The public prosecutor in the domestic violence and stalking case involving former World Champion and multiple Grand Tour stage winner Mario Cipollini has asked for a two-and-a-half year prison sentence for the Italian.
Cipollini is currently in court facing charges of domestic abuse, stalking and threats to his ex-wife’s partner after a series of incidents in 2016 and 2017. He has repeatedly asserted his innocence of all charges.
However, the public prosecutor of Lucca, Letizia Cai, has said that Cipollini should face a two-year prison sentence for threats and domestic abuse to his ex-wife, Sabrina Landucci, and six months for threats to her new partner, former footballer Silvio Giusti.
In the initial request for indictment dating from March 2019, another prosecutor in the case claimed that Cipollini physically assaulted Landucci “with punches, slaps, kicks, with injuries and death threats.”
In the request for indictment, it is alleged that Cipollini repeatedly threatened Landucci, and on January 6, 2017, assaulted her at a sports centre where she works.
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“I was working like every day in the sports centre when Mario assaulted me in front of colleagues and clients,” said Landucci, who filed the complaint. “He grabbed my neck and then banged my head against the wall. I had injuries, I had to go to the emergency room. But more than the wounds, what hurts me was that the gesture was so violent. Even today I’m upset.”
Domestic abuse cases are punishable by jail terms of between two to six years in Italy and up to four years for communicating threats. Cipollini’s former wife is also reportedly seeking €80,000 in damages. The couple married in 1993 and had two daughters, but divorced in 2005, shortly after Cipollini had ended his career.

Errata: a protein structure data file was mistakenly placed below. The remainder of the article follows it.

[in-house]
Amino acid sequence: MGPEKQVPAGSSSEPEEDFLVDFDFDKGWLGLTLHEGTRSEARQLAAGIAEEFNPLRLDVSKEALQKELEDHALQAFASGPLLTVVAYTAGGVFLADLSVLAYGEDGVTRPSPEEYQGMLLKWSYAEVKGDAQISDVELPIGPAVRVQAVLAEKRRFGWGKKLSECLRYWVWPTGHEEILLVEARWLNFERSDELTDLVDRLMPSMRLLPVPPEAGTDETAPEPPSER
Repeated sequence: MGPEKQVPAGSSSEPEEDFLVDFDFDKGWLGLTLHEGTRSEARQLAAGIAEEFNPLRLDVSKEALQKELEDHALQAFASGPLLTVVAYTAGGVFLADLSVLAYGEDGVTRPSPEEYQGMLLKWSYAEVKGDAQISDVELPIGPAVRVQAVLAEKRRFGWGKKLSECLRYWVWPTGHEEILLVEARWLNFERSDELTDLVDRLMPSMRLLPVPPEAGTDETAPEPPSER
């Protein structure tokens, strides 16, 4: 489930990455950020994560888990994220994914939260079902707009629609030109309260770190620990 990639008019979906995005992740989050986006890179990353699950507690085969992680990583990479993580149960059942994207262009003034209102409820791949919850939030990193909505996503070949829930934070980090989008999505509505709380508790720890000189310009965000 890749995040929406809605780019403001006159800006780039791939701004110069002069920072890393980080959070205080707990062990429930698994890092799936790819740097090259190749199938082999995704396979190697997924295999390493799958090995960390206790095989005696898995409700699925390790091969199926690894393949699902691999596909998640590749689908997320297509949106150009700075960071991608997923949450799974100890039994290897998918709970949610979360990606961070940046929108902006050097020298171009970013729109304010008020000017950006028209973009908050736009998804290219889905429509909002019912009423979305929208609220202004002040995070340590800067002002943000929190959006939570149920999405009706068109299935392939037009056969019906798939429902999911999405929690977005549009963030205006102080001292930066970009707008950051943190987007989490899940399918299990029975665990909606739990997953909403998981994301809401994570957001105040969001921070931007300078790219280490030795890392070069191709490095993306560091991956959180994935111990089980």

In the 1990s, Cipollini brightened up the sport with his colourful personality and outrageous style, racking up 170 professional victories including the 2002 World Championships and breaking the record for most Giro d’Italia stage victories with 42.
However, his gregariousness had a darker side, and he was ejected from the 2000 Vuelta a España for punching Spaniard Francisco Cerezo in the face, an act for which he later reportedly apologised. Despite being known as the ‘patron’ of the peloton, commanding the bunch to ease its pace and squelching attacks, his teammate and contemporaries described incidents in which Cipollini acted more like a bully.
His legacy came under intense scrutiny, however, following the Operacion Puerto scandal, in which he was accused of being among the clients of Eufemiano Fuentes, charges which he continues to deny. He was never sanctioned for doping, but retroactive testing from the 1998 Tour de France identified Cipollini’s samples as being positive for EPO.
In 2019, Cipollini revealed he was suffering from a serious heart condition, undergoing heart surgery for five hours in late October to treat a myocardial bridge – a condition where the heart muscle grows around the coronary artery and constricts blood flow.
The next hearing in the case will be on July 13, when Cipollini’s lawyers will present their client’s defence.